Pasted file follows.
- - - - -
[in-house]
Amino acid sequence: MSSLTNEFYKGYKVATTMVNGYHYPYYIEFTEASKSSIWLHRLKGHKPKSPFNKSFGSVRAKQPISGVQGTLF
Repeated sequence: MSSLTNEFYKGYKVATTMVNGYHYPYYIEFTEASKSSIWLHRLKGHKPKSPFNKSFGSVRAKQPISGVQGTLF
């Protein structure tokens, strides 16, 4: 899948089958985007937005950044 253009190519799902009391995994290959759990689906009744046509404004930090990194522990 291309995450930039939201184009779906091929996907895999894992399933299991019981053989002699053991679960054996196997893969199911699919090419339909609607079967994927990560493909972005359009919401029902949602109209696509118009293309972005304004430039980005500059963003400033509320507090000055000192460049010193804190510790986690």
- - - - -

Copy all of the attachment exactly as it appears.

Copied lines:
[in-house]
Amino acid sequence: MSSLTNEFYKGYKVATTMVNGYHYPYYIEFTEASKSSIWLHRLKGHKPKSPFNKSFGSVRAKQPISGVQGTLF
Repeated sequence: MSSLTNEFYKGYKVATTMVNGYHYPYYIEFTEASKSSIWLHRLKGHKPKSPFNKSFGSVRAKQPISGVQGTLF
């Protein structure tokens, strides 16, 4: 899948089958985007937005950044 253009190519799902009391995994290959759990689906009744046509404004930090990194522990 291309995450930039939201184009779906091929996907895999894992399933299991019981053989002699053991679960054996196997893969199911699919090419339909609607079967994927990560493909972005359009919401029902949602109209696509118009293309972005304004430039980005500059963003400033509320507090000055000192460049010193804190510790986690």